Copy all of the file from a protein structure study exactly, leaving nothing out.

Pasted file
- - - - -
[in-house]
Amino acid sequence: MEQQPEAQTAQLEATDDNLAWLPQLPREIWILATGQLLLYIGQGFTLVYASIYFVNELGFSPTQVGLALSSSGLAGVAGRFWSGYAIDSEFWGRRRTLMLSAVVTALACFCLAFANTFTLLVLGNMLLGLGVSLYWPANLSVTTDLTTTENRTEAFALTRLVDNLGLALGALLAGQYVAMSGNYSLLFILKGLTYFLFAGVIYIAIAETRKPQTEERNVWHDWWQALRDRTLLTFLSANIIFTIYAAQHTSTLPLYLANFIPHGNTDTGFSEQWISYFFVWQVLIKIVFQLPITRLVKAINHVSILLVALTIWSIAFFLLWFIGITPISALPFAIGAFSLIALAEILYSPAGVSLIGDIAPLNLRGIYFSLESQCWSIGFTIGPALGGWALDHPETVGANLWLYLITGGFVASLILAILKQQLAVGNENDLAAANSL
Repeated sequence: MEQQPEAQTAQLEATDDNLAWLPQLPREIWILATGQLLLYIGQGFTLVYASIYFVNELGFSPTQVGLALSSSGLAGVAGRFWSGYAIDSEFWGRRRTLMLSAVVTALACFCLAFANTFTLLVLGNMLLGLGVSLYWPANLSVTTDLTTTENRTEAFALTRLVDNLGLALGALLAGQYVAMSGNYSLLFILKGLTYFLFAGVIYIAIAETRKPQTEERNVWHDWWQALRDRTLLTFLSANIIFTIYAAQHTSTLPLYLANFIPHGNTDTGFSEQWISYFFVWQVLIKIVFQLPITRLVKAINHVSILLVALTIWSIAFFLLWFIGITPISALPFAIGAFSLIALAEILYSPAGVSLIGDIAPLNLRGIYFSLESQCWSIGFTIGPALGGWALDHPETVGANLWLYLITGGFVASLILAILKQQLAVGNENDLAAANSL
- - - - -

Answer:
[in-house]
Amino acid sequence: MEQQPEAQTAQLEATDDNLAWLPQLPREIWILATGQLLLYIGQGFTLVYASIYFVNELGFSPTQVGLALSSSGLAGVAGRFWSGYAIDSEFWGRRRTLMLSAVVTALACFCLAFANTFTLLVLGNMLLGLGVSLYWPANLSVTTDLTTTENRTEAFALTRLVDNLGLALGALLAGQYVAMSGNYSLLFILKGLTYFLFAGVIYIAIAETRKPQTEERNVWHDWWQALRDRTLLTFLSANIIFTIYAAQHTSTLPLYLANFIPHGNTDTGFSEQWISYFFVWQVLIKIVFQLPITRLVKAINHVSILLVALTIWSIAFFLLWFIGITPISALPFAIGAFSLIALAEILYSPAGVSLIGDIAPLNLRGIYFSLESQCWSIGFTIGPALGGWALDHPETVGANLWLYLITGGFVASLILAILKQQLAVGNENDLAAANSL
Repeated sequence: MEQQPEAQTAQLEATDDNLAWLPQLPREIWILATGQLLLYIGQGFTLVYASIYFVNELGFSPTQVGLALSSSGLAGVAGRFWSGYAIDSEFWGRRRTLMLSAVVTALACFCLAFANTFTLLVLGNMLLGLGVSLYWPANLSVTTDLTTTENRTEAFALTRLVDNLGLALGALLAGQYVAMSGNYSLLFILKGLTYFLFAGVIYIAIAETRKPQTEERNVWHDWWQALRDRTLLTFLSANIIFTIYAAQHTSTLPLYLANFIPHGNTDTGFSEQWISYFFVWQVLIKIVFQLPITRLVKAINHVSILLVALTIWSIAFFLLWFIGITPISALPFAIGAFSLIALAEILYSPAGVSLIGDIAPLNLRGIYFSLESQCWSIGFTIGPALGGWALDHPETVGANLWLYLITGGFVASLILAILKQQLAVGNENDLAAANSL